It’s Christmas night and a stillness has settled over our home after all the busyness.  Our bellies are full, our eyes bleary and there are discarded bits of wrapping paper all over the house.  I love the gently flashing Christmas lights – silver and gold dancing in our darkened loungeroom.  Tonight I can finally take a breath and think about all the joy, wonder and longing that Christmas evokes in me.

I think of the families who are facing a time of deep sorrow this Christmas. Sydney was adorned last week with a floral memorial in Martin Place, the vivid colours and sweet fragrances symbols of our collective grief and sadness at a cafe siege where two hostages and the gunman lost their lives.  The flowers brought beauty to a place tarnished by ugliness and evil.  They have since been removed, but the memory of that sea of flowers has left a lasting image in my mind.

The flowers were a positive and powerful reaction to an act of violence against innocent souls.  They demonstrated that people have the capacity to react with love and grace, rather than rushing to seek revenge or to judge others, and I felt so moved by this spirit of love.

Christmas is many things to many people. For some it is packed full of gift-giving, heart-warming folk stories of Santa, lights transforming ordinary suburbs into fairy lands, and bucket-loads of delicious food which we devour unashamedly. For others it is a lonely time where ‘Brady Bunch’ families flaunt their perfection and amplify the emptiness we feel, where fractured families are forced together and old grievances are revisited, or when financial pressure stretches us to the limit. Whether yours was a positive or a negative Christmas, it’s easy to forget the reason for all the fun and fuss – the humble birth of Jesus.

Reflecting on Jesus and the extraordinary way he lived his life tonight has highlighted a few truths for me.  These truths are just as relevant today as they were over 2000 years ago.  One thing that jumps out at me is the unexpected and controversial ideas Jesus held in violent and turbulent times:

“But I say to you who hear, love your enemies, do good to those who hate you, bless those who curse you, pray for those who mistreat you.… ” (Luke 6, 27-28)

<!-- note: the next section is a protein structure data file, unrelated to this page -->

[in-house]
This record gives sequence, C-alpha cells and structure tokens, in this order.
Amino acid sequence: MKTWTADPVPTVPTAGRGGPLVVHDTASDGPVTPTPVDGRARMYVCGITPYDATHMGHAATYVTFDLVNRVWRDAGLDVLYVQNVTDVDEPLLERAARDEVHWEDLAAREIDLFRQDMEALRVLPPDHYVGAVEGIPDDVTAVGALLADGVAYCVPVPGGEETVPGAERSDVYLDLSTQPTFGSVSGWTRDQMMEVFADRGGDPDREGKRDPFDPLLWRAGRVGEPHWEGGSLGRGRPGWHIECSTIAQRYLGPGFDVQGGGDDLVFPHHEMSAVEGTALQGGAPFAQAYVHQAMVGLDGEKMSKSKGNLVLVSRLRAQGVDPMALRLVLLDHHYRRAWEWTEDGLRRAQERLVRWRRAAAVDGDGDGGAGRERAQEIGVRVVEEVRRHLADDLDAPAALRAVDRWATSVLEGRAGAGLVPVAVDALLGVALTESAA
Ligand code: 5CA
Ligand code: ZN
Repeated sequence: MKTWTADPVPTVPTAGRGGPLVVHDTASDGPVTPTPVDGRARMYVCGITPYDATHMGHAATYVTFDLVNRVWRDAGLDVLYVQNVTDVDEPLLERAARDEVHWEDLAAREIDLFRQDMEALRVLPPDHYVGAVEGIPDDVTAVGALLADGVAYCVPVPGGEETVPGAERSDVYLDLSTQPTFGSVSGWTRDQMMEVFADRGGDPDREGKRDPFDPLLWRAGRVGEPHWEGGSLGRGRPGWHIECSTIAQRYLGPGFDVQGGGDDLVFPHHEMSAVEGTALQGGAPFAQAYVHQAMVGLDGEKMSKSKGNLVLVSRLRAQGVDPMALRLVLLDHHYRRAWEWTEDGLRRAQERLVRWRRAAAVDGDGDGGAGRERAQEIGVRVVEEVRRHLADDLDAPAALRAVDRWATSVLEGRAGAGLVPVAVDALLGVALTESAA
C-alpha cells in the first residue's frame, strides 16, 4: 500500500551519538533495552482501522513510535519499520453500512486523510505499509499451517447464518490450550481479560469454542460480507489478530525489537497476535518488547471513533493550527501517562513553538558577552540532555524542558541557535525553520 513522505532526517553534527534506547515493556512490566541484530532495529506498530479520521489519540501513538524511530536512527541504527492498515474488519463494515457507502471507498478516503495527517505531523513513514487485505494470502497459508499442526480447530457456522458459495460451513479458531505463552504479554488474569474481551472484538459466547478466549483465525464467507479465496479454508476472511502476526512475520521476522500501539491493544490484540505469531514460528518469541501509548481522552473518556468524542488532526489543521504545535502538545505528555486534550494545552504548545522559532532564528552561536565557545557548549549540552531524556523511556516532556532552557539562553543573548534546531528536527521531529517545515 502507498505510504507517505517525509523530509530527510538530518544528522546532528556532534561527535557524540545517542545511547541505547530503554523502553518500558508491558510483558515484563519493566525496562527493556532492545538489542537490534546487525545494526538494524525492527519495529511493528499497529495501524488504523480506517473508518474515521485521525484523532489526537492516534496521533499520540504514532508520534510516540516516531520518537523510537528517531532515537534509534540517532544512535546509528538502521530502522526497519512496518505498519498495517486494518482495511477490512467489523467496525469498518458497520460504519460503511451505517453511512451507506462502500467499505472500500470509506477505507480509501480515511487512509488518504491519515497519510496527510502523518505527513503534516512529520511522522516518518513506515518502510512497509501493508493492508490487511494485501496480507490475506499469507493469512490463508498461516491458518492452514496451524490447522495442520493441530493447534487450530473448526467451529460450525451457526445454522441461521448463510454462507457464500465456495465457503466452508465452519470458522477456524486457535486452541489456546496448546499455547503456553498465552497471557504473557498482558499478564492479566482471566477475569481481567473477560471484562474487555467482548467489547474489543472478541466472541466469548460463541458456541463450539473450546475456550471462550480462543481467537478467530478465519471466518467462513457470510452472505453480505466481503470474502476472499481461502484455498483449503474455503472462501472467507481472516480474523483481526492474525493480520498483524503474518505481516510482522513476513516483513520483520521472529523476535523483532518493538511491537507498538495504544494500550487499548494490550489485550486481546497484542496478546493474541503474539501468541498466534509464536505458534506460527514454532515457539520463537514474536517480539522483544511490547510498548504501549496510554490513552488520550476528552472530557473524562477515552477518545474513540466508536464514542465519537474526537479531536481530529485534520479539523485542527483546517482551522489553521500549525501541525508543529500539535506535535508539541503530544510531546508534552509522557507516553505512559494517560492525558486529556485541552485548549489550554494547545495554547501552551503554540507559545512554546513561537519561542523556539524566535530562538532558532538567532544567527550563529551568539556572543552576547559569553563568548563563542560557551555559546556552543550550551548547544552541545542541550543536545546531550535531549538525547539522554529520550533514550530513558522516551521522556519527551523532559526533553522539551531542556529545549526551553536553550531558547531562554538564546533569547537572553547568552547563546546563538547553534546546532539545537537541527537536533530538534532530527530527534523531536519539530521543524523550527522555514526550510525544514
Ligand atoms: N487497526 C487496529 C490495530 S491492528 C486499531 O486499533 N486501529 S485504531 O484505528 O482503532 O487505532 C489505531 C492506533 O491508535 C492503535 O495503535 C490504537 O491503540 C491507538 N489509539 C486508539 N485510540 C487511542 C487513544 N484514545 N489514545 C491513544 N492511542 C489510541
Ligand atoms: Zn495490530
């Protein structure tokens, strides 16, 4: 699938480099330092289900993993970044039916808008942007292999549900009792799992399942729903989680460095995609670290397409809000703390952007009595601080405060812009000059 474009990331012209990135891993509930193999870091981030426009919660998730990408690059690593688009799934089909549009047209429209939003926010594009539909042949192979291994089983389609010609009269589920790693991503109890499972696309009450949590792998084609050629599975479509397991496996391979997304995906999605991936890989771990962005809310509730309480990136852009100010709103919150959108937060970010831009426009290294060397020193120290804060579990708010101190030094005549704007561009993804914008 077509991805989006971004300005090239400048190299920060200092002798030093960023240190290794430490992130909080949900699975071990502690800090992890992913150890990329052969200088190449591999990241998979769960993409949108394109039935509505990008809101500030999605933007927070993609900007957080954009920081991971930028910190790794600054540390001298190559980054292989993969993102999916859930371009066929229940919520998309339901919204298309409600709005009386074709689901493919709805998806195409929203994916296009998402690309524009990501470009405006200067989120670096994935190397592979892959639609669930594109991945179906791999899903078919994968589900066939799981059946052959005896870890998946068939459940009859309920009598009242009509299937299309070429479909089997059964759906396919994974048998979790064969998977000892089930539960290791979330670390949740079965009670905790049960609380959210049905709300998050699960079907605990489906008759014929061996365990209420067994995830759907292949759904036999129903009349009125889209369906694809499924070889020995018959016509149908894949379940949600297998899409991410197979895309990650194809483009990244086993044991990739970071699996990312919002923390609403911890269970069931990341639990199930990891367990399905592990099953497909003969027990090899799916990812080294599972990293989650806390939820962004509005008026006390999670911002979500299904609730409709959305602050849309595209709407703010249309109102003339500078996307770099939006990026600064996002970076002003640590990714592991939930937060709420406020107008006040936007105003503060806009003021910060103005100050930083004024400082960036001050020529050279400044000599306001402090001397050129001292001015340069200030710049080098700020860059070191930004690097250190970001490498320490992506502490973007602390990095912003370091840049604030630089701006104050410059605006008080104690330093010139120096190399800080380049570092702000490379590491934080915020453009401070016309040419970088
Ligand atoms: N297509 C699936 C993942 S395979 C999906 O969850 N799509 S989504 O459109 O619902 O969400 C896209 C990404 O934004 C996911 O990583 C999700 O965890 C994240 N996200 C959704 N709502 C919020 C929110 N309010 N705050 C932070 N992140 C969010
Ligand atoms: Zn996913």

History tells us that Jesus lived an exceptional 33 years on our planet. He wasn’t exceptional in conventional terms.  He wasn’t powerful or rich, but he was exceptional in his love for all mankind – particularly those who were doing it tough – the diseased, the mentally ill, the disabled, the homeless and those on the fringe of society, the prostitutes – and even the much hated tax man. He offered acceptance, healing and new life to everyone searching for it.  But he was betrayed and murdered while still a young man, despite the fact that he’d done nothing wrong. When faced with unspeakable violence, he didn’t fight back.  He didn’t condemn his murderers, but forgave them. Even while hanging on the cross, he spoke healing words to the criminal hanging next to him.  Yet in his life he was never weak or wimpy. He never hesitated in pointing out to the religious hypocrites the error of their ways. But he didn’t try to force himself on others, he never resorted to violence and he always responded in love. Jesus lived his life overcoming evil with good.

I wonder how somebody as flawed and ordinary as me can ever hope to follow in such lofty footsteps.  Two weeks before Christmas I was in my local post office and I encountered a woman who gave me a clue to the answer.

Struggling under my bundle of Christmas parcels, I hastily grabbed some post-packs and fumbled my way back to write the addresses. The post office was elbow to elbow crowded, with a line of flustered shoppers going right out onto the footpath. The atmosphere of tension and impatience was suffocating. Finally at the desk, I grabbed a pen on a string to write the addresses.  It didn’t work.  I moved to the next one, but this pen was out of ink too.  I scribbled and scribbled on a spare piece of paper, but all I got was dry scratching.  Anxious now, my face getting hot, I reached into my bulging handbag and everything you could wish for was in there – except a pen.  At this desperate moment I felt a gentle pat on my arm. I looked up to see a kind face of a woman, smiling knowingly at me.  “Here you are dear. I have plenty. You can keep this one.” It was a shiny, burgundy pen, full of blue ink.  I smiled and got teary all at once.  Her kindness and thoughtfulness overwhelmed me.  In that one simple act, a rushing tide of selfishness and stress lost all its power, and kindness and joy gently and gracefully took over.

So this Christmas, let’s not despair at the evil intentions of others, but instead remember that each of us has the choice to tip the scales for goodness.  Jesus is so much more than the baby in the manger in the nativity scene. His spirit of love lives on like a steady flame which ignites and glows more brightly each time one of us offers a simple act of kindness.

Do not be overcome by evil, but overcome evil with good.    Romans 12:21

Happy Christmas to all and a big thank you to my readers, for taking the time to read my rambling thoughts, for your thoughtful comments and special friendship.